Story and photo by Elie Mathews
It’s not often that people can truly “follow their passion” — have a profession doing what they really want to do above all else. Mary Ellen Phelan, newly appointed to the position of chairwoman of Watchung Hills Regional High School’s English Department, is one of those fortunate few whose life aspirations are being realize.
Phelan says there’s nothing she’d rather do than teach English, and now she’s also guiding others who are teaching that subject at Watchung Hills.
As department supervisor, Phelan oversees the efforts of 22 teachers of English at Watchung Hills Regional, six of whom are new.
Phelan, then a new graduate of Holy Cross (MA) College, came to Watchung Hills Regional High School in 1977 to teach English and, later, to also serve as an intern to then- Superintendent, Dr. Joseph Sabo.
Her career at Watchung Hills was interrupted by a family move to Massachusetts, where she taught in a middle school in Boston. She later returned to teach at Hills in the 2005-2006 academic year and, equipped by then with Master’s degrees in both Administration and English from Rutgers University and Kean University, she taught at both institutions, as well as Seton Hall University’s writing lab.
She recalled that she came back part-time to teach at the Hills while still teaching part-time in Rutgers University’s Writing Program.
Writing, in fact, is Phelan’s passion, her “love.”
All students can learn to write, she insists. "There’s just that one major hurdle they face: They’re afraid to put their authentic voice out there, afraid to bare their soul in public," she said.
Watchung Hills students nevertheless receive much encouragement as well as instruction throughout all four years of English instruction, she said. And, Phelan says, if she were not a teacher of high school English, she would want to direct a writing lab.
This year's newcomer English teachers at Watchung Hills regional were selected from a pool of 179 applicants. Phelan often is asked what she looks for when selecting a new teacher.
Phelan answered that she hopes to find teachers who enjoy kids, and are challenged by teen-agers, and who want to teach critical thinking and problem-solving along with literature.
Says Phelan, “Kids are kids. We are fortunate with our community producing terrific kids. Students still want to please adults, and our students and faculty have an inherent desire to succeed.”
Looking back in comparison to 1980 as a marker, the time when she left the area, Phelan said she feels that the field of education has been enhanced by technology.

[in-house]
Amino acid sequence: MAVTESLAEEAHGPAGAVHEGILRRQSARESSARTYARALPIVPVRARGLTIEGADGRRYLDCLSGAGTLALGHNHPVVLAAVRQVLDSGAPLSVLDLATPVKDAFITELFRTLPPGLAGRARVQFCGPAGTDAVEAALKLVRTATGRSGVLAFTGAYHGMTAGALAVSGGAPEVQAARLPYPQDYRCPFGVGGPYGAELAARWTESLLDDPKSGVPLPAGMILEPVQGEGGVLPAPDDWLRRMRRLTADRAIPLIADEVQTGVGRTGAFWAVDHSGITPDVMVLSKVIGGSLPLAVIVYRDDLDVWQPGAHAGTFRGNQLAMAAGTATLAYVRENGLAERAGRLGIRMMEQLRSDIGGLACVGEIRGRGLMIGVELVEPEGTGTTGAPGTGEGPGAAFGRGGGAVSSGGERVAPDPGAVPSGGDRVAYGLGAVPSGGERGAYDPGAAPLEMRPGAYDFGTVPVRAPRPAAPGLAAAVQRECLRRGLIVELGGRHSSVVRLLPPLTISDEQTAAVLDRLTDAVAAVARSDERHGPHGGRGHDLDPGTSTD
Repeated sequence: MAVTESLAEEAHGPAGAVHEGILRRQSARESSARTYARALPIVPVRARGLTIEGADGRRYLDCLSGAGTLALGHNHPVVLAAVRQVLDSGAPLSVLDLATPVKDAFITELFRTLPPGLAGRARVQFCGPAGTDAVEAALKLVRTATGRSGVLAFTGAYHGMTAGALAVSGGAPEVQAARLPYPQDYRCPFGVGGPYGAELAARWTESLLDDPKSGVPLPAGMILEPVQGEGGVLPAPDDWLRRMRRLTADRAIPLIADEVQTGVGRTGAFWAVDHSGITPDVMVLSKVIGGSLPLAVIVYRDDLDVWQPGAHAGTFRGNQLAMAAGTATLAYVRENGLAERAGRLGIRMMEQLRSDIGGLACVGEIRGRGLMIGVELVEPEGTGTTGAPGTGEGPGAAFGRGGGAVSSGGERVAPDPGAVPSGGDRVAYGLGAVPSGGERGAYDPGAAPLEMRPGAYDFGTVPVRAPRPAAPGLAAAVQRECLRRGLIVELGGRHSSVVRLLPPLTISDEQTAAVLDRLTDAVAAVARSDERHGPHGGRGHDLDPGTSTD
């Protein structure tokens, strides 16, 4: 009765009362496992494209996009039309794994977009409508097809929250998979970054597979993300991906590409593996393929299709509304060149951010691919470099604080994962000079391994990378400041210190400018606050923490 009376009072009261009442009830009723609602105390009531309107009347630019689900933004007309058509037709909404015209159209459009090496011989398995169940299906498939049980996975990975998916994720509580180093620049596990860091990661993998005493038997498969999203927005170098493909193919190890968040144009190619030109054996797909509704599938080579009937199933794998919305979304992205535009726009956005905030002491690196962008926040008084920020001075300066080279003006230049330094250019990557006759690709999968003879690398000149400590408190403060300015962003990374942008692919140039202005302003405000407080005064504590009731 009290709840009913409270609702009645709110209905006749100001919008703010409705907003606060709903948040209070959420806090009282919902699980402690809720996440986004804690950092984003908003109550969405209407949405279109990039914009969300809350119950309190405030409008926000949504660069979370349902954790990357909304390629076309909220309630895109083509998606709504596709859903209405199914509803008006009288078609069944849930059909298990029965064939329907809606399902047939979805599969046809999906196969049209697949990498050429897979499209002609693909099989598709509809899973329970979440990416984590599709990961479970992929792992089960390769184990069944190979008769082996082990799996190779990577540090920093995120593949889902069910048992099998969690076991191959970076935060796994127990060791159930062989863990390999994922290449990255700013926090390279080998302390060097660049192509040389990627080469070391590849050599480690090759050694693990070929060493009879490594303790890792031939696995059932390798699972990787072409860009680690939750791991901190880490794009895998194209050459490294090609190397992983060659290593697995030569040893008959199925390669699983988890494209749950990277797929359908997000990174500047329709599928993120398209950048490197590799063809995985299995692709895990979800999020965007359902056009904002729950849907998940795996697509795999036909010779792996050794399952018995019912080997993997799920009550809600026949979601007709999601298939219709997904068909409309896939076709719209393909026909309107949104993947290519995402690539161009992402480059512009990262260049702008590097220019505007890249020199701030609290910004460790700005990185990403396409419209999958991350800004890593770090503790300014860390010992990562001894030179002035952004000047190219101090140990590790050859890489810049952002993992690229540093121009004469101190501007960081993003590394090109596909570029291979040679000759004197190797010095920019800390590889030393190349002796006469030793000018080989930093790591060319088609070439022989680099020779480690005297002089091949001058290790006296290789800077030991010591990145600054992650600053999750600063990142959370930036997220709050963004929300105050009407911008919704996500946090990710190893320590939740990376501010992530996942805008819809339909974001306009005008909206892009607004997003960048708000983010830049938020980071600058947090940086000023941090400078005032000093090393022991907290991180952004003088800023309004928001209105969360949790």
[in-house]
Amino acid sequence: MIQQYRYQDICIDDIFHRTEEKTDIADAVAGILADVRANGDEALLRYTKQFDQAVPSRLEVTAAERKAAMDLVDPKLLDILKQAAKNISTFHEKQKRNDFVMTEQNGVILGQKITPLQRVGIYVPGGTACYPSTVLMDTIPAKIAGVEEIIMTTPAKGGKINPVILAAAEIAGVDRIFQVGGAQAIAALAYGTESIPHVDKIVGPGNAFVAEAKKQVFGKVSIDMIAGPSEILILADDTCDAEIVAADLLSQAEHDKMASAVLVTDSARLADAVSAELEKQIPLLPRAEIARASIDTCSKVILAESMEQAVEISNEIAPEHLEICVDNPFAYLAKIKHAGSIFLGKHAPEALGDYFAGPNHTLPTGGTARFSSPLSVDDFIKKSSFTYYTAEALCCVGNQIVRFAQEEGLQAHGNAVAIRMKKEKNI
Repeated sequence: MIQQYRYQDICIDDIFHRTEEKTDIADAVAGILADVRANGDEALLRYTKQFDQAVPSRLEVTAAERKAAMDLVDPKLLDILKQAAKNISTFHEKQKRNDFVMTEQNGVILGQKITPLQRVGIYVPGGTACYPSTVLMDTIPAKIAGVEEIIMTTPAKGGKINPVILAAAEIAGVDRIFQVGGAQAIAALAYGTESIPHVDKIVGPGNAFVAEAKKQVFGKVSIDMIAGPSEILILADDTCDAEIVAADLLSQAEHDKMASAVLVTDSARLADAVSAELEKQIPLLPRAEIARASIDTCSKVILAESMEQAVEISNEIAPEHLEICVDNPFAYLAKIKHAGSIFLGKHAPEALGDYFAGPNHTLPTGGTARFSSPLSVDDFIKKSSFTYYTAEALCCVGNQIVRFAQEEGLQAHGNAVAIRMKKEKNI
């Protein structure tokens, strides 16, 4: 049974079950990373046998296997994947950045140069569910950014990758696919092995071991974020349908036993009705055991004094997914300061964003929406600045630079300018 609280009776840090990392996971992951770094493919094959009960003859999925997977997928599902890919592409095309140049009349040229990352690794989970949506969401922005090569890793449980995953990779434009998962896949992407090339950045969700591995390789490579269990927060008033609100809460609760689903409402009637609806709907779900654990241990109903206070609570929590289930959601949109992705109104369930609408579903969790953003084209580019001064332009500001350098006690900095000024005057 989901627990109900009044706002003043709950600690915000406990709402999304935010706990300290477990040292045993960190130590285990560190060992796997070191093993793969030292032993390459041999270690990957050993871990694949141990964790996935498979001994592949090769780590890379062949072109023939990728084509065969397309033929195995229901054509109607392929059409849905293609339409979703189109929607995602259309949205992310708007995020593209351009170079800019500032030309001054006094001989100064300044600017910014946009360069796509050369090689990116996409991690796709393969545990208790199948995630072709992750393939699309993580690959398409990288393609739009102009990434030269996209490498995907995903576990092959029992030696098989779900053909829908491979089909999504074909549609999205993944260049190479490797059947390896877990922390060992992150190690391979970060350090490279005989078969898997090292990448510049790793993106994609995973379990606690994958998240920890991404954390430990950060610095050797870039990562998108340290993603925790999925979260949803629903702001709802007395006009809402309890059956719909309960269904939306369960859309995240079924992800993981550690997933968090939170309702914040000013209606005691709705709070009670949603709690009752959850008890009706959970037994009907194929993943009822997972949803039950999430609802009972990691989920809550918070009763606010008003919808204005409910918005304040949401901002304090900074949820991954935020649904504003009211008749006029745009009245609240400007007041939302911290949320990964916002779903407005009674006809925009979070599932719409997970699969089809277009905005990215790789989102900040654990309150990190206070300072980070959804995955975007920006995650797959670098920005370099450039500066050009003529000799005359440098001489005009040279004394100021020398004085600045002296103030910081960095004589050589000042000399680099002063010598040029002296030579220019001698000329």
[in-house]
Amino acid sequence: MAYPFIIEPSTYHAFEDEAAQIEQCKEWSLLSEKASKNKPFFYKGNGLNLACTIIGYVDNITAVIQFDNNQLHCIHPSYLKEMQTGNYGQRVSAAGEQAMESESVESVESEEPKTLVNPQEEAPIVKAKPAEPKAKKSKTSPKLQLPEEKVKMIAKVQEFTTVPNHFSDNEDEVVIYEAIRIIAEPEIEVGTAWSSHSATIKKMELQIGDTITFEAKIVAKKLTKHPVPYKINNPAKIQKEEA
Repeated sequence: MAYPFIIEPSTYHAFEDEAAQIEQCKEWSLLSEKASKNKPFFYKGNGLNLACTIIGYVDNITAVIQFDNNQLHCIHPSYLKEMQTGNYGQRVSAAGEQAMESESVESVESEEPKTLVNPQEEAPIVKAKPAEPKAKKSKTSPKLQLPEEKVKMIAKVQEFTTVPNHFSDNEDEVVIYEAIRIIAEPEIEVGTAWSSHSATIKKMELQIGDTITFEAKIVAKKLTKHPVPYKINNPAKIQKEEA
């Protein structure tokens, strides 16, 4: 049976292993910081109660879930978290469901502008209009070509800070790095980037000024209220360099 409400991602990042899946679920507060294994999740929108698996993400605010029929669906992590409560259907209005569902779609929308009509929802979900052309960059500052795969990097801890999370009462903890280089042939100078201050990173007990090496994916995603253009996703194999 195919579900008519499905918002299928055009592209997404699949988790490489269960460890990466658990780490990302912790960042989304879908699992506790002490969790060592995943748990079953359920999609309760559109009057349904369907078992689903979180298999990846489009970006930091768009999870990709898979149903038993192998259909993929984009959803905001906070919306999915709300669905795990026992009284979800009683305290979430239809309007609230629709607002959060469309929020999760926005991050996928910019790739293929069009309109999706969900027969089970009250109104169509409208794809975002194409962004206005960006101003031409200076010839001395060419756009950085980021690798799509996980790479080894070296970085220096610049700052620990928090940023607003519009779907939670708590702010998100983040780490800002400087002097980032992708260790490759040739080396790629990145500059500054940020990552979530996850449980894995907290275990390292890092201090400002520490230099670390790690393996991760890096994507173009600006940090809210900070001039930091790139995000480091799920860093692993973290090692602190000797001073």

“Resources which help students discriminate are at their fingertips," she said. "They can log in to a global world. They can be challenged in every way environmentally, politically, globally."
For example, she said, "Take a topic such as Puritanism. In ten minutes some 15 scholarly articles on the topic can be accessed, put into students’ electronic folders, and easily on hand for discussion, for studying a work such as "The Scarlet Letter," for example,” she says.
Amid all the technological advances, such as e-books, traditional skills, such as how to write a resume or a business letter, for example, are still taught, she said. The joy of reading — anything from "The Odyssey" to "The Kite Runner" in freshman classes — is still fostered, she said.
English, of course, is a required subject throughout all four years of the high school curriculum. Electives such as The Graphic Novel, Creative Writing, Science Fiction, Philosophy and Shakespeare also offered in addition to the four-year required courses.
Although well qualified to teach at the college level, Phelan says she would rather teach high school students.
“I love to watch the transformation over the four years during which students are here. They grow in all ways. They are much more interesting than college students who are already mostly shaped and developed,” she muses.
Phelan described herself as both pleased and happy to have been named department leader.
“I think our best days are in front of us,” she said. “This is a high-performing district because we have a high-performing administration and faculty, and kids who are committed to actualizing their potential.”
Mary Ellen Phelan recommends "Wonder" for student-readers
in the photo, Phelan, newly appointed English supervisor at Watchung Hills Regional High School, highly recommends “Wonder,” a New York Times No. 1 bestseller, for all English classes. During the upcoming weeks, student-readers will take part in reading circles in the school library to share their views about this book.